Impact Test on Component Cells From Batteries Component cells testing noted only in Test 6 (Impact test) – Section 38.3.3(c)(ii) and (c)(iv) What is intent? UN Model Regulations, IMDG Code and ICAO TI require that cells or batteries be subject to UN tests Add a clarifying “Note” under component cell definition similar to Note under current battery definition
UN Manual of Tests and Criteria “Cell” definition, Section 184.108.40.206 Cell means a single encased electrochemical unit (one positive and one negative electrode) which exhibits a voltage differential across its two terminals. Under these Regulations, to the extent the encased electrochemical unit meets the definition of "cell" herein, it is a "cell", not a "battery", regardless of whether the unit is termed a "battery" or a "single cell battery" outside of these Regulations. Testing Single Cell Batteries
If cell is tested, is it really necessary to re-test single cell battery for classification purposes?
Large Lithium Batteries More realistic definition needed for large and small batteries Impractical to test large batteries and assemblies (e.g., HEV) to same criteria as small batteries (e.g., PC) UN vibration and shock tests problematic for large batteries Modifications to shock and vibration tests needed to account for large batteries and assemblies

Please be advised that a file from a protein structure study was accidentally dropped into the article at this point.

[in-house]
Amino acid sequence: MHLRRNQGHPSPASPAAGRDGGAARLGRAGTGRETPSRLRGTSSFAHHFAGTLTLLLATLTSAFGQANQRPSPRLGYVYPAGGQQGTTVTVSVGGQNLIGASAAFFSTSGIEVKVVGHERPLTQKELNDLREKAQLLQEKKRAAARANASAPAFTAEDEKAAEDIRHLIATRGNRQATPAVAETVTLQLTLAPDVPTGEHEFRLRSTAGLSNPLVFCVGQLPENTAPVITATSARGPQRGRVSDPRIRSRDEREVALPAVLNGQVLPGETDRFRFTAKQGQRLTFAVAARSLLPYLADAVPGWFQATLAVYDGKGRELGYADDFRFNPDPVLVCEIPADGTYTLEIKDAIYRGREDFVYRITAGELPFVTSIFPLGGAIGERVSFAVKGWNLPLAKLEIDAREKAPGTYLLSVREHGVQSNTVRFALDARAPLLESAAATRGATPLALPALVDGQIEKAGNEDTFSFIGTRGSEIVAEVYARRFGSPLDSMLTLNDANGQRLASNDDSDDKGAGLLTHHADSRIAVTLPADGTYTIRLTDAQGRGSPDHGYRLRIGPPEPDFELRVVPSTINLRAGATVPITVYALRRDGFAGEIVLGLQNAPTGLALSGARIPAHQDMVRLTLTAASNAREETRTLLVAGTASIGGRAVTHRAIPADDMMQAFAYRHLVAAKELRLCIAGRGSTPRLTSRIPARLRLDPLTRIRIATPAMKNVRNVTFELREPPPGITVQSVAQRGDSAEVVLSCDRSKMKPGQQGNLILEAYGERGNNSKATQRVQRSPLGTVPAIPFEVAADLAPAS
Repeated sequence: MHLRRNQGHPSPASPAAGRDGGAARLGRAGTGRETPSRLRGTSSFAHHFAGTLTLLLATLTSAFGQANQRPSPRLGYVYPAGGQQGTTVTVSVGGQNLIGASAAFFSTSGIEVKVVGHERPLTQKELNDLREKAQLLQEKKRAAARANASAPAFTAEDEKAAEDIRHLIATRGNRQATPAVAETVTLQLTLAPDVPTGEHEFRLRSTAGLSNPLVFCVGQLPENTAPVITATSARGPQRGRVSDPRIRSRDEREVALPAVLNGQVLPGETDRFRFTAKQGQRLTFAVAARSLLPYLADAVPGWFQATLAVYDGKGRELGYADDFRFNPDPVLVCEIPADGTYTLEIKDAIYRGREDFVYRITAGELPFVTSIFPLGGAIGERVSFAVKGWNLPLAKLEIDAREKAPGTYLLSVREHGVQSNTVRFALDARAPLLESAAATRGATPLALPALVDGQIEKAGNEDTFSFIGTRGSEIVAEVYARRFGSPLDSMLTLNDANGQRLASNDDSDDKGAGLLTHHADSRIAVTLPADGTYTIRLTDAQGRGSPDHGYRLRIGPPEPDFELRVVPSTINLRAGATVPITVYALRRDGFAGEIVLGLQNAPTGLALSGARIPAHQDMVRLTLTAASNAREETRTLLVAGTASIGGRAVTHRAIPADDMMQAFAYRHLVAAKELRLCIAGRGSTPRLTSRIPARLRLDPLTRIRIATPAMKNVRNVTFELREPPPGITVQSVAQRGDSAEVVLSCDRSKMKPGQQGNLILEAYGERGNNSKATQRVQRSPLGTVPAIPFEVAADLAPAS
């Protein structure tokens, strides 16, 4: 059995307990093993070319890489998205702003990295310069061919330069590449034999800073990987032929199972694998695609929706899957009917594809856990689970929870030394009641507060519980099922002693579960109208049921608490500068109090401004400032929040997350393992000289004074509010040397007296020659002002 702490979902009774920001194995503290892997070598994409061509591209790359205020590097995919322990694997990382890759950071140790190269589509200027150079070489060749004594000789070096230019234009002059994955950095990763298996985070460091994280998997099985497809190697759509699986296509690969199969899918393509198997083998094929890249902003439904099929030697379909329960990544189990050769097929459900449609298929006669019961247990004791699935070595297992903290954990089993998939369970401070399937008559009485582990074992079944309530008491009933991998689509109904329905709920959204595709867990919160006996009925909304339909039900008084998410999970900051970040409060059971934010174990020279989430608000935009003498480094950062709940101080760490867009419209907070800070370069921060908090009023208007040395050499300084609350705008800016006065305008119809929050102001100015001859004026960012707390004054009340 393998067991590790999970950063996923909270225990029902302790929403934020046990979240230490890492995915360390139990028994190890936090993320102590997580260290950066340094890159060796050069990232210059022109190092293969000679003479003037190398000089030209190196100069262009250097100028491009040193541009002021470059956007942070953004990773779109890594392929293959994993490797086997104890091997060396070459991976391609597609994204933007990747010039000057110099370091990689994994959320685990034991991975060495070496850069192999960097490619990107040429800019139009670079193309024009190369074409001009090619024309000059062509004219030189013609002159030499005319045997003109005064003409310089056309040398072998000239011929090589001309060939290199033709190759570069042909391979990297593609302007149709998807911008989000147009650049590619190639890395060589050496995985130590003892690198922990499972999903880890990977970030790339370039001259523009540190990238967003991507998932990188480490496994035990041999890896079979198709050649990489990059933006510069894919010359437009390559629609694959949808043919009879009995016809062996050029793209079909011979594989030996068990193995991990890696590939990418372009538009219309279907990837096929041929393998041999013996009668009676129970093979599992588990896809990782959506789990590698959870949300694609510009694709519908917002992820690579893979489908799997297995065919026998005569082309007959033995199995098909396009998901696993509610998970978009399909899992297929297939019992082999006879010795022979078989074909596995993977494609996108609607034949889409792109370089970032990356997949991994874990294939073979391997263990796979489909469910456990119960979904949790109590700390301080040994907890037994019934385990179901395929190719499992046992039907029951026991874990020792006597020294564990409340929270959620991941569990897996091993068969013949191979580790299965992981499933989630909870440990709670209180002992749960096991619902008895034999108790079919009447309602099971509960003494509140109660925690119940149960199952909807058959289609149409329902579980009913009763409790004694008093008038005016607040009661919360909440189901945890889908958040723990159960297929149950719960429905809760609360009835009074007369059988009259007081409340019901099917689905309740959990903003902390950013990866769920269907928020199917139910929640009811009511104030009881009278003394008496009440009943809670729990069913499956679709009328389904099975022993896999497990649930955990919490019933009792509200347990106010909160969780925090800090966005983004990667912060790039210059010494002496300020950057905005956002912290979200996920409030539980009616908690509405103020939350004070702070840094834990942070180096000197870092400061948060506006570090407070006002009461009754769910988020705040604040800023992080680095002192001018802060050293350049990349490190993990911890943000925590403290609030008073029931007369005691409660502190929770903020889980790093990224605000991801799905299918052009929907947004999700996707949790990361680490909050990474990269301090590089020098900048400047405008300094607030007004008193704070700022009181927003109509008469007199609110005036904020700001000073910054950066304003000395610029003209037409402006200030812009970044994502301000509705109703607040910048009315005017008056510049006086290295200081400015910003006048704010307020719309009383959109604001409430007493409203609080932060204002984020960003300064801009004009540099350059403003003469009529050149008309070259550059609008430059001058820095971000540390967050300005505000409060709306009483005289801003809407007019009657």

Large Lithium Battery Definition Current: > 6200 Wh for Lithium ion and > 500 g for Lithium metal Recommended: > 600 Wh for Lithium ion and > 80 g for Lithium metal Takes into account current technologies, applications and experience of automobile and battery manufacturers
Large Lithium Battery Testing Cost is a major factor when testing large rechargeable batteries 24 rechargeable batteries currently required for testing Reduced to 16 in 2011 as a result of decision on PRBA proposal at July UN meeting 8 large rechargeable batteries is sufficient for classification purposes Same number (8) currently required for primary batteries
“Large” Battery Assembly Testing UN-tested lithium batteries electrically connected to form a battery assembly with more than 500 g or 6200 Wh Assembly does not require testing if - Equipped with a system capable of monitoring the battery assembly and preventing short circuits, or over discharge between the batteries in the assembly and any overheat or overcharge of the battery assembly